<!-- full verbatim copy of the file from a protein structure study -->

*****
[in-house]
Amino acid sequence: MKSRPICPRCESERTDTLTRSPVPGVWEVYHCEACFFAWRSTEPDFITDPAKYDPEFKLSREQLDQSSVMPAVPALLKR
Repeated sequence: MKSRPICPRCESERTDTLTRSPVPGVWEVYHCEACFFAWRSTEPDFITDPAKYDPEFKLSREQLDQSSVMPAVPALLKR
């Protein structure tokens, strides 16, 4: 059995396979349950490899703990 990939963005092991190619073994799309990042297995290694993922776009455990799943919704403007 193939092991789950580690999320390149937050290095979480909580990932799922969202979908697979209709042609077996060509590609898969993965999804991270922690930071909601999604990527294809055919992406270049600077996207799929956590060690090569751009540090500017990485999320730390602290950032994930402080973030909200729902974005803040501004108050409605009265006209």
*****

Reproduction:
[in-house]
Amino acid sequence: MKSRPICPRCESERTDTLTRSPVPGVWEVYHCEACFFAWRSTEPDFITDPAKYDPEFKLSREQLDQSSVMPAVPALLKR
Repeated sequence: MKSRPICPRCESERTDTLTRSPVPGVWEVYHCEACFFAWRSTEPDFITDPAKYDPEFKLSREQLDQSSVMPAVPALLKR
């Protein structure tokens, strides 16, 4: 059995396979349950490899703990 990939963005092991190619073994799309990042297995290694993922776009455990799943919704403007 193939092991789950580690999320390149937050290095979480909580990932799922969202979908697979209709042609077996060509590609898969993965999804991270922690930071909601999604990527294809055919992406270049600077996207799929956590060690090569751009540090500017990485999320730390602290950032994930402080973030909200729902974005803040501004108050409605009265006209």